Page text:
Stricter guidelines for Mound Business Park development are in the works as Miamisburg prepares for property ownership changes at the 306-acre former U.S. nuclear research facility. Proposed changes would create a business park zoning district similar ...
Stricter guidelines for Mound Business Park development are in the works as Miamisburg prepares for property ownership changes at the 306-acre former U.S. nuclear research facility.
Proposed changes would create a business park zoning district similar to the one the city formed with Miami Twp. and Springboro around the Austin Boulevard interchange, City Planner Ryan Homsi said.
That area surrounding Interstate 75 has seen more than $100 million in public and private investment – and the creation of thousands of jobs — since the decision to build the interchange.
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Mound Business Park now has about 15 businesses with nearly 300 employees. That makes it ripe for better development and design standards, Homsi said.
The business park “has a very unique history,” he said. “For that reason it has a very unique use group that’s up there now. And a big chunk of the area is currently undeveloped.
“It’s similar to what we did out at Austin Center. It has its own zoning district. It’s a very unique area. The Mound is somewhat similar in terms of its uniqueness. So we feel that we should create a district just for Mound Business Park.”
The proposal comes at a time when the business park is transitioning from strictly public oversight with the city and the Mound Development Corp. to private ownership.
“The Mound is beginning to get more interest in new building construction up there,” Miamisburg City Manager Keith Johnson said. “And it’s the potential building construction and the sale of lots that” has prompted looking at creating a zoning district.
The MDC has overseen business park development as the city has acquired the land from the Department of Energy. The DOE this past spring said it was in the process of transferring about 90 acres to Mound Development.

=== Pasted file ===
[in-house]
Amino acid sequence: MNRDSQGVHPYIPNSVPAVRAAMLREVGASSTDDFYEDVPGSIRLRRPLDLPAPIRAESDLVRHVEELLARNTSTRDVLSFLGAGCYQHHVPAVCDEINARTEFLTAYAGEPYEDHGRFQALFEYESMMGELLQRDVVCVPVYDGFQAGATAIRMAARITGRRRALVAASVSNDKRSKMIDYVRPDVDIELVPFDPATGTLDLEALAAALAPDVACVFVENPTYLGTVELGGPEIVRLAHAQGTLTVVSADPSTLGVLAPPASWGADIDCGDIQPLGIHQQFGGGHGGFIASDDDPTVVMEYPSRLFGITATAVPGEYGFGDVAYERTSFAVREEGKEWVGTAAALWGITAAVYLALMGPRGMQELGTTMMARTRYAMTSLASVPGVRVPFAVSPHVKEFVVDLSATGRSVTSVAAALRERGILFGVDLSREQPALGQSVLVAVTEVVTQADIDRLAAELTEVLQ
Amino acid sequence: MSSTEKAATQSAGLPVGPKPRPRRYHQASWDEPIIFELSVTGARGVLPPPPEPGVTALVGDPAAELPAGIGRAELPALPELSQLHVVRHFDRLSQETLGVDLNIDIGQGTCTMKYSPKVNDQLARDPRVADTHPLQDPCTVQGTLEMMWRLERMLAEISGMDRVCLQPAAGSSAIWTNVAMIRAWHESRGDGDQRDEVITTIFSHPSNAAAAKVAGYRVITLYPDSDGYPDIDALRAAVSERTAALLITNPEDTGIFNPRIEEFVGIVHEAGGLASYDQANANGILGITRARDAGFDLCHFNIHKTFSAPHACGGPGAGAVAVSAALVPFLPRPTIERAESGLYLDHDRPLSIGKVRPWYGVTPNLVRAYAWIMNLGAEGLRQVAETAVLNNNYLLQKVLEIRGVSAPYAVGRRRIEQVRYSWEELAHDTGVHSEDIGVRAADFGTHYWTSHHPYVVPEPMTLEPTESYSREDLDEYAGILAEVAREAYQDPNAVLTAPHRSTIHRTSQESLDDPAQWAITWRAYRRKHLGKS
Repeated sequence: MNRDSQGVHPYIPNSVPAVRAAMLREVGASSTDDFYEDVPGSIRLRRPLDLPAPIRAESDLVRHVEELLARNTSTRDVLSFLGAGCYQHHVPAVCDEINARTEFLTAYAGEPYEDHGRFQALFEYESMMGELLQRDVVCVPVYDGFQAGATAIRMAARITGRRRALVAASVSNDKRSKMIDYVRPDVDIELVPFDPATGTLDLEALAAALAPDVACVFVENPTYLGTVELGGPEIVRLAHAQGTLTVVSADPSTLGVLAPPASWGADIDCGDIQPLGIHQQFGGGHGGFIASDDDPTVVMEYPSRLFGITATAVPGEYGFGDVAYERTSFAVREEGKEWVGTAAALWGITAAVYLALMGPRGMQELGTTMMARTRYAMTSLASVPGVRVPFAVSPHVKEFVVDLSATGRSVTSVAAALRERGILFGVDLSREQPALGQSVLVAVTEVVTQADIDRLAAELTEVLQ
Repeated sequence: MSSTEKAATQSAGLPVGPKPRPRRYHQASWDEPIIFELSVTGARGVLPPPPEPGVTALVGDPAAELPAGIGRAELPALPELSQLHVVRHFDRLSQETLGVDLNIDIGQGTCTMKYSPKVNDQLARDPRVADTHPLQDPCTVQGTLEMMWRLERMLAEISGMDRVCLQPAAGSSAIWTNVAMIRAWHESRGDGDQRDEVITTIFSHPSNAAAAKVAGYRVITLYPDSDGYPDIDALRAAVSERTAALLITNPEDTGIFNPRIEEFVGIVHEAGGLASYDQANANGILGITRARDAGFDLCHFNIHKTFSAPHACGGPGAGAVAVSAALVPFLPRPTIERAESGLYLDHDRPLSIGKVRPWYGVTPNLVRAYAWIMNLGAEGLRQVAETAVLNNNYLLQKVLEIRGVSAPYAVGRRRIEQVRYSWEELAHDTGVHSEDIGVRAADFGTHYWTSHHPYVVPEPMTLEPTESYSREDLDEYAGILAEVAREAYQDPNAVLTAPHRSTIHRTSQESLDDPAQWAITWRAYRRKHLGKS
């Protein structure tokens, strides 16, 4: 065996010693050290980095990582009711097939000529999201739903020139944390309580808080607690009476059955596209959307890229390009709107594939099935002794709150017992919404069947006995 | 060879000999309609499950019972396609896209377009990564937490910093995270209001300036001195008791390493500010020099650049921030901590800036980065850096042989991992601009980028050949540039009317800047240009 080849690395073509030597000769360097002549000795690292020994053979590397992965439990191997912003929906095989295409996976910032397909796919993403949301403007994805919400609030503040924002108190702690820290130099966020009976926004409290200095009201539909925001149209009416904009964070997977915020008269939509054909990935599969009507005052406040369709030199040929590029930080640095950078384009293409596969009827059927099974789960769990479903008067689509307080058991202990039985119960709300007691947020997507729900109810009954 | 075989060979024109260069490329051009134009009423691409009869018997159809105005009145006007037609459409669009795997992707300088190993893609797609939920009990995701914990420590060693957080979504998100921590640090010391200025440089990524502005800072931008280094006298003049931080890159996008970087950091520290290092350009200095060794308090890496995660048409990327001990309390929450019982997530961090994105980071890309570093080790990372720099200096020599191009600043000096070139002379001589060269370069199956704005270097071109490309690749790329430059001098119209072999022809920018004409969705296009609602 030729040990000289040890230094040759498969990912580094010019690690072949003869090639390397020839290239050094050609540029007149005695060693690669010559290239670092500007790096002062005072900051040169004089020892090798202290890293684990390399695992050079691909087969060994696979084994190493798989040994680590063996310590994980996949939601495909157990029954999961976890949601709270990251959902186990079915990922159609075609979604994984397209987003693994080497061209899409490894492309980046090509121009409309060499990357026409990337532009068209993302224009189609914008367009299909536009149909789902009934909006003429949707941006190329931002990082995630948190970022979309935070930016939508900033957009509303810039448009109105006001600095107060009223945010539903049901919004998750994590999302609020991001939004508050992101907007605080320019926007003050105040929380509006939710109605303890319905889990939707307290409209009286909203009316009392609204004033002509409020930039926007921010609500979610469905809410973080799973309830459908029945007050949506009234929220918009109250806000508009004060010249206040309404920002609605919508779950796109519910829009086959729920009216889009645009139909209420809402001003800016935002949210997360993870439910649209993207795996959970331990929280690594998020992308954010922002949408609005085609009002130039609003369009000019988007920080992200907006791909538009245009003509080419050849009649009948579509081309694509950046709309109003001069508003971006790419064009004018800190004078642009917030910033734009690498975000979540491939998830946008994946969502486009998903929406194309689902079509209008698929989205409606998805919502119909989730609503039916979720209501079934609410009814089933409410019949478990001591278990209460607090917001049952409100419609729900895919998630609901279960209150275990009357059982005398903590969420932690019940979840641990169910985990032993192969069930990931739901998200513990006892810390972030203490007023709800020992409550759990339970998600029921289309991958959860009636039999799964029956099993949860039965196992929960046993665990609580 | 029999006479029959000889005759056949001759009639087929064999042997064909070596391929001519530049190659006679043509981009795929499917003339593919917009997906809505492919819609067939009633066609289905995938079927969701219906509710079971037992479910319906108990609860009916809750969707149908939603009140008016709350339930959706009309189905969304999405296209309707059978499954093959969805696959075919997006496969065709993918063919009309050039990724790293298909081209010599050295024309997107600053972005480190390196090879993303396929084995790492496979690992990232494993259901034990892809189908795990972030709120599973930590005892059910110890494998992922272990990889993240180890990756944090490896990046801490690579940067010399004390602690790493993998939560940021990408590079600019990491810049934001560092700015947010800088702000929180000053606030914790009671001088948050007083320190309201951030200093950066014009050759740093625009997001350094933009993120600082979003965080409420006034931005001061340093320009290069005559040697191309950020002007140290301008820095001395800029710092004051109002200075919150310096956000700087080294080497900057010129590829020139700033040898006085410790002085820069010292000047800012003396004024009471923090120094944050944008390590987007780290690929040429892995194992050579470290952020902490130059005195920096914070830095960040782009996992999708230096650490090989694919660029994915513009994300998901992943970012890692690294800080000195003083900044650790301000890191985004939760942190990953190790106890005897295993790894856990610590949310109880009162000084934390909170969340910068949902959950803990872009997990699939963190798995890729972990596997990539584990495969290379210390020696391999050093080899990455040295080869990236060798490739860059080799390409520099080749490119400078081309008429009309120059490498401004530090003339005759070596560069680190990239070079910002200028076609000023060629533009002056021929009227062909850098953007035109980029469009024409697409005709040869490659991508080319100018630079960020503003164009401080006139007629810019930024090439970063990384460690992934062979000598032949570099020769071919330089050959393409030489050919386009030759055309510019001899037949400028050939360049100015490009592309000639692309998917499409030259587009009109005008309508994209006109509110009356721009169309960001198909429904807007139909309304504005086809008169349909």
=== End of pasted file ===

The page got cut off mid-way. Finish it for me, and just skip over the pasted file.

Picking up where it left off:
All the buildings are either for lease or sale, Eric Cluxton, president and chief executive of MDC, has said. They must be, if the park is to be self-sustaining.
“As more parcels are transferred” from the DOE, “the risk of undesirable uses operating in the business park increase,” city records say.
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And “as land in the business park … is sold (off) to private owners, it will become increasingly difficult to control future uses in the park,” according to city records.
An ordinance creating a chapter in the city’s code for the business park zoning district was prepared for Miamisburg City Council at its last meeting in July. However, the issue was taken off the agenda at request of the MDC, which is seeking “more flexibility,” Johnson said.
Homsi said he expects “some version” of that eight-page document will be considered by council in the next few months.
Any legislation approved by the city would simply create the district, not rezone any property, Homsi said.
The version set aside by council last month included more than 20 permitted and prohibited uses. Some permitted uses included:
• Industrial scientific research and design, and testing centers
• The manufacturer or assembly of general, precision, medical, dental and optical instruments
• Warehouses and wholesale establishes, exclusive of truck terminals and open storage
Some prohibited uses included:
• Yards of general contractors and construction yards
• Sawing and planing mills
• Meat packing
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